Groups Fighting Whole Math
August 9, 1999
Interest groups ranging from professional mathematicians to parents are organizing to oppose the introduction of so-called whole math in classrooms throughout the nation. They charge that whole math teaching techniques "dumb-down" or "water down" math education and are simply "junk."
- Sometimes called "connected math," "fuzzy math," or "new, new math," the approach relies on group work, calculators and "discovery learning" -- which critics say translates into "teaching yourself."
- Opponents say such "self discovery" programs cover much less ground per year than traditional teaching techniques -- which consists of a structured environment dominated by a teacher -- and are a major reason U.S. students perform poorly compared to their foreign peers on international math tests.
- New math's primary base of support comes from the National Science Foundation -- which frequently directs grants to academic proponents of the theory.
- Professionals who utilize math extensively in their work have founded a group called Mathematically Correct to fight the trend -- saying that whole math is leaving children unprepared to do the kind of work their parents do.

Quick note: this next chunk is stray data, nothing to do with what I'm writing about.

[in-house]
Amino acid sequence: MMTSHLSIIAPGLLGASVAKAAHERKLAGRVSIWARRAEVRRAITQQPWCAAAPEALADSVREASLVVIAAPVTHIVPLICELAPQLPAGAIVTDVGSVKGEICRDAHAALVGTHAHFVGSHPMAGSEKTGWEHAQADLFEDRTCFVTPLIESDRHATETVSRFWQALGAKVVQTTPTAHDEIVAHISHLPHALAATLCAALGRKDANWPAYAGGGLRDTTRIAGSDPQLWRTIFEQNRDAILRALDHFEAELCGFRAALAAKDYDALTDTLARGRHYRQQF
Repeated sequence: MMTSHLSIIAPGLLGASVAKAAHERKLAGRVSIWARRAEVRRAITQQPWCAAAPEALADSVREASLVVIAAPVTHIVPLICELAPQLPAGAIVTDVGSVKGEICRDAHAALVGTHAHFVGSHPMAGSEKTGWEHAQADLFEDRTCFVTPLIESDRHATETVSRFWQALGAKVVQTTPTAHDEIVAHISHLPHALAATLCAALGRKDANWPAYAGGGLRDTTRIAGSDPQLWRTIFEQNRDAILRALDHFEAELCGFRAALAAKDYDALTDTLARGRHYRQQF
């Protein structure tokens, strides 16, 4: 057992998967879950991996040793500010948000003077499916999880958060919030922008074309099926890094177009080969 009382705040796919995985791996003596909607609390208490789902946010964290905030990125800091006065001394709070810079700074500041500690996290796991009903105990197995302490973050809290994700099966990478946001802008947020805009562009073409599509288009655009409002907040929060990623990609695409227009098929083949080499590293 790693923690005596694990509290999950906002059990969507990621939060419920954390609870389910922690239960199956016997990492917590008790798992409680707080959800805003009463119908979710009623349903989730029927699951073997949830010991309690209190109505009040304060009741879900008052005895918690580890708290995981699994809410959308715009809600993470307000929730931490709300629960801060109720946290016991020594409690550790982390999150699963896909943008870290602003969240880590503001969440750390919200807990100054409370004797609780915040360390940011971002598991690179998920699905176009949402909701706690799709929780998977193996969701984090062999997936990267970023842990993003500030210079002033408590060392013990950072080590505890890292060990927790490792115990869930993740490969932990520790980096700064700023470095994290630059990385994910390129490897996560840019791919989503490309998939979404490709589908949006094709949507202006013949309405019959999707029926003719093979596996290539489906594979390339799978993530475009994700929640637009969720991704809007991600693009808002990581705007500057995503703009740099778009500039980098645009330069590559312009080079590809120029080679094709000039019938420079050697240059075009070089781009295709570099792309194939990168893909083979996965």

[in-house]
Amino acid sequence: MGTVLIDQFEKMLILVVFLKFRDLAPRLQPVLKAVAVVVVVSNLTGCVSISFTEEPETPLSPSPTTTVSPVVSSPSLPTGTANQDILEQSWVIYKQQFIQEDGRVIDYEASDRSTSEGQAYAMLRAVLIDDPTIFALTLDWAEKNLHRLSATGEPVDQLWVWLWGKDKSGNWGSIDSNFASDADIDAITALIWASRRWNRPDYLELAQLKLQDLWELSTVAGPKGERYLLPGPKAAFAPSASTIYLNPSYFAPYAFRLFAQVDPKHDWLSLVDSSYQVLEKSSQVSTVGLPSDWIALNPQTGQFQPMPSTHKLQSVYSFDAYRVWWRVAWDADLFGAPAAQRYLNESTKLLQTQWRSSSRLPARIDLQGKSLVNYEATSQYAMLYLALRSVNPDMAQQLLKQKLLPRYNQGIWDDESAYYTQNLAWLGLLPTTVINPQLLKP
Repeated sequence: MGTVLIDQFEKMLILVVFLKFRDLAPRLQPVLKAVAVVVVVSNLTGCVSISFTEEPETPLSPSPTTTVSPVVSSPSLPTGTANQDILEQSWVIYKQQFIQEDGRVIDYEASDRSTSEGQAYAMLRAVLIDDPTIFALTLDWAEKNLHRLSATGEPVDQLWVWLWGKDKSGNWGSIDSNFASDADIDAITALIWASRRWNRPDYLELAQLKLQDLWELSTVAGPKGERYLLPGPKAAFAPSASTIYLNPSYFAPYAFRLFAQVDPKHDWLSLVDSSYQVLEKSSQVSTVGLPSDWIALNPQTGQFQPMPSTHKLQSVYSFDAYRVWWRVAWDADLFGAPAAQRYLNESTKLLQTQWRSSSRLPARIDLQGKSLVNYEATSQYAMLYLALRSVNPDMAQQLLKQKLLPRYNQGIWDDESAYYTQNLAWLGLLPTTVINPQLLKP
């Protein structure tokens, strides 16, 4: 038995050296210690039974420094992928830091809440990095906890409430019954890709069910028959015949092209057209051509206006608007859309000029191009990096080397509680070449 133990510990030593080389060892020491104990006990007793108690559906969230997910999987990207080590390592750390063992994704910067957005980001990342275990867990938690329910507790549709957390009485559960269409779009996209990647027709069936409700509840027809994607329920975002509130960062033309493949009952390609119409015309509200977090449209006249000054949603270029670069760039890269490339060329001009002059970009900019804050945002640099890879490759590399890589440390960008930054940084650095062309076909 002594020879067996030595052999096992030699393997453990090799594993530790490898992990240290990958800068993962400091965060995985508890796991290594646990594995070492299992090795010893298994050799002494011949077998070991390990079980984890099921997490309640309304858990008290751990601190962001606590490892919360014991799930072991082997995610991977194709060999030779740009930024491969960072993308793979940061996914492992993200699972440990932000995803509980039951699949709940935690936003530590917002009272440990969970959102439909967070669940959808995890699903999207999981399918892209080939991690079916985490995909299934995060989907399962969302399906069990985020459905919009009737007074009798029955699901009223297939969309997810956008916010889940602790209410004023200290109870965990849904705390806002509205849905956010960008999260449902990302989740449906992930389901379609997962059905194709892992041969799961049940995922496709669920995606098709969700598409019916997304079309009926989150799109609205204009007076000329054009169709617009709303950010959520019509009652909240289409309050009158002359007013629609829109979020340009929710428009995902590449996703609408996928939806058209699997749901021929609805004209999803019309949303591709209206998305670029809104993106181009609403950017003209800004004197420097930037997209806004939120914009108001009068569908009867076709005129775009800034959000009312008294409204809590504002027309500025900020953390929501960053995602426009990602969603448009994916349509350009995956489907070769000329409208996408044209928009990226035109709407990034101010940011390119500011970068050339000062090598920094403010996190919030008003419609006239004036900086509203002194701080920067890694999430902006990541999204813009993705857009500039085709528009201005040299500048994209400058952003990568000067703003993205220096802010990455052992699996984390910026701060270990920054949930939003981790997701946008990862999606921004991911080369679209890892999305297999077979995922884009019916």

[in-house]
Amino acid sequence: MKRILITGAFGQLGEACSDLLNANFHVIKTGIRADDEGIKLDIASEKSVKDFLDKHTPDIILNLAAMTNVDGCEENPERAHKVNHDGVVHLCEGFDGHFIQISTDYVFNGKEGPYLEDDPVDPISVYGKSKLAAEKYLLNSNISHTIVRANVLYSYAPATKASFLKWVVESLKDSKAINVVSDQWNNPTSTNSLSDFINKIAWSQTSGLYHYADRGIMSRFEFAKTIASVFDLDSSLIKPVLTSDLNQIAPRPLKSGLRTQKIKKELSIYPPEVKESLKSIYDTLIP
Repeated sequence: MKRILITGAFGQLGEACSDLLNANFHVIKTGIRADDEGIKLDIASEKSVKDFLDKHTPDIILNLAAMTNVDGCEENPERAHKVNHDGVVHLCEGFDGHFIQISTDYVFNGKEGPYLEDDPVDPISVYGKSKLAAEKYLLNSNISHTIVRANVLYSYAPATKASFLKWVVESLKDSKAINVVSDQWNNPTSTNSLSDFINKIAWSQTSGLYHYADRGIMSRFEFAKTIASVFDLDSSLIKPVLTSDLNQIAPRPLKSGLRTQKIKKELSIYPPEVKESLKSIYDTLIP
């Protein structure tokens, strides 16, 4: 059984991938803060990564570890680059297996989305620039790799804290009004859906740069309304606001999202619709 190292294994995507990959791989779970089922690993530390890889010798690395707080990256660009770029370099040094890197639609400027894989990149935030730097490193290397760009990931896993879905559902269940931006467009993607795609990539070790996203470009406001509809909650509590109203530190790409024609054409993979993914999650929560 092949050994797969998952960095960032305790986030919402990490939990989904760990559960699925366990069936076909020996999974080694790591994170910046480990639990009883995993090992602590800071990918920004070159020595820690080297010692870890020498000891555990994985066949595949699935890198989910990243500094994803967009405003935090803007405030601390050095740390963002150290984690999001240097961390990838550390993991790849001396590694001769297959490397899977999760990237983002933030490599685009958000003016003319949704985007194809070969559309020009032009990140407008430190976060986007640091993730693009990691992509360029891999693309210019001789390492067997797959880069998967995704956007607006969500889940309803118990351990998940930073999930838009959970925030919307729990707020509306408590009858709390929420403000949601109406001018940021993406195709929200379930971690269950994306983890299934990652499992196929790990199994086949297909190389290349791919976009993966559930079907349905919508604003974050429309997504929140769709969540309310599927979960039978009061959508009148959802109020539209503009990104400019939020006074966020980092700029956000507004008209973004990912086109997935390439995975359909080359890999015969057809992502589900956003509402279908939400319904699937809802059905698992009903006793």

A group of parents in Plano, Texas, formed Math Choice -- a group dedicated to eliminating a connected math curriculum that has been introduced in four of the nine middle schools in the local school district.
Hoover Institution researcher Bill Evers charges that such programs "are cheating students" because they "have low expectations" for them, and they "do not thoroughly cover content." He reports that computational scores for students in Palo Alto, Calif., dropped from 86 percent to 58 percent after switching from traditional math to whole math -- adding that it "was disastrous, and parents were furious."
Source: Joyce Howard Price, "Parents Complain 'Whole Math' Doesn't Add Up on Tests," Washington Times, August 8, 1999.
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